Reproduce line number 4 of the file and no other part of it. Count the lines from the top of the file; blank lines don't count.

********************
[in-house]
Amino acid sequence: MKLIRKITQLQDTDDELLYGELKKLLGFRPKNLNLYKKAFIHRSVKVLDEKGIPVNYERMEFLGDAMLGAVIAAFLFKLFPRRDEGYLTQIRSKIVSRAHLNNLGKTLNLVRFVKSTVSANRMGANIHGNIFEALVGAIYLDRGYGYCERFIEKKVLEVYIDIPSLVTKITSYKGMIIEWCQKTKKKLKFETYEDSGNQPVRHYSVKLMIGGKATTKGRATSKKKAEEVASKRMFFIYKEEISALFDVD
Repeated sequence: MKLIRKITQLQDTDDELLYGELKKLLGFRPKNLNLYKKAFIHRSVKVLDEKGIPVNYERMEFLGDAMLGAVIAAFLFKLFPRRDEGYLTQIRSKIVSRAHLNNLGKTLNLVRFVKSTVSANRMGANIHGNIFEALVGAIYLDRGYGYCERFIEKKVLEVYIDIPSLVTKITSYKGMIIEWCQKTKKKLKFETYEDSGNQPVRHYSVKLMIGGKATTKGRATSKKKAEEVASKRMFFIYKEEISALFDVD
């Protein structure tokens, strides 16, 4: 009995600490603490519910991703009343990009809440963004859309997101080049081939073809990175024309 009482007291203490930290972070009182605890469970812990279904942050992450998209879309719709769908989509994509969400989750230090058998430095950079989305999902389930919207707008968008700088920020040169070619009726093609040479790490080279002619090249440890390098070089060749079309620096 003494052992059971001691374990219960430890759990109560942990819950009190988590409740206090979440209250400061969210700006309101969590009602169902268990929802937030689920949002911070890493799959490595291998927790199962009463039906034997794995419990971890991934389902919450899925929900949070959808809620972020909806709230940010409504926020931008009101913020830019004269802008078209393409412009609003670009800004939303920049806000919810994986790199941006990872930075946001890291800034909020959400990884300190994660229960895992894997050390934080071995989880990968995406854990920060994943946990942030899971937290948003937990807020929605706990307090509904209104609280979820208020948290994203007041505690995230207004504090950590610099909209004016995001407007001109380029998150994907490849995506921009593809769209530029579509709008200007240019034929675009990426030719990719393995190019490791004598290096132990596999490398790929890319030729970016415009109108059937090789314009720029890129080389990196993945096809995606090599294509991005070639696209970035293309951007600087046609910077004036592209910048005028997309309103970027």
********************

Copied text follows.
């Protein structure tokens, strides 16, 4: 009995600490603490519910991703009343990009809440963004859309997101080049081939073809990175024309 009482007291203490930290972070009182605890469970812990279904942050992450998209879309719709769908989509994509969400989750230090058998430095950079989305999902389930919207707008968008700088920020040169070619009726093609040479790490080279002619090249440890390098070089060749079309620096 003494052992059971001691374990219960430890759990109560942990819950009190988590409740206090979440209250400061969210700006309101969590009602169902268990929802937030689920949002911070890493799959490595291998927790199962009463039906034997794995419990971890991934389902919450899925929900949070959808809620972020909806709230940010409504926020931008009101913020830019004269802008078209393409412009609003670009800004939303920049806000919810994986790199941006990872930075946001890291800034909020959400990884300190994660229960895992894997050390934080071995989880990968995406854990920060994943946990942030899971937290948003937990807020929605706990307090509904209104609280979820208020948290994203007041505690995230207004504090950590610099909209004016995001407007001109380029998150994907490849995506921009593809769209530029579509709008200007240019034929675009990426030719990719393995190019490791004598290096132990596999490398790929890319030729970016415009109108059937090789314009720029890129080389990196993945096809995606090599294509991005070639696209970035293309951007600087046609910077004036592209910048005028997309309103970027």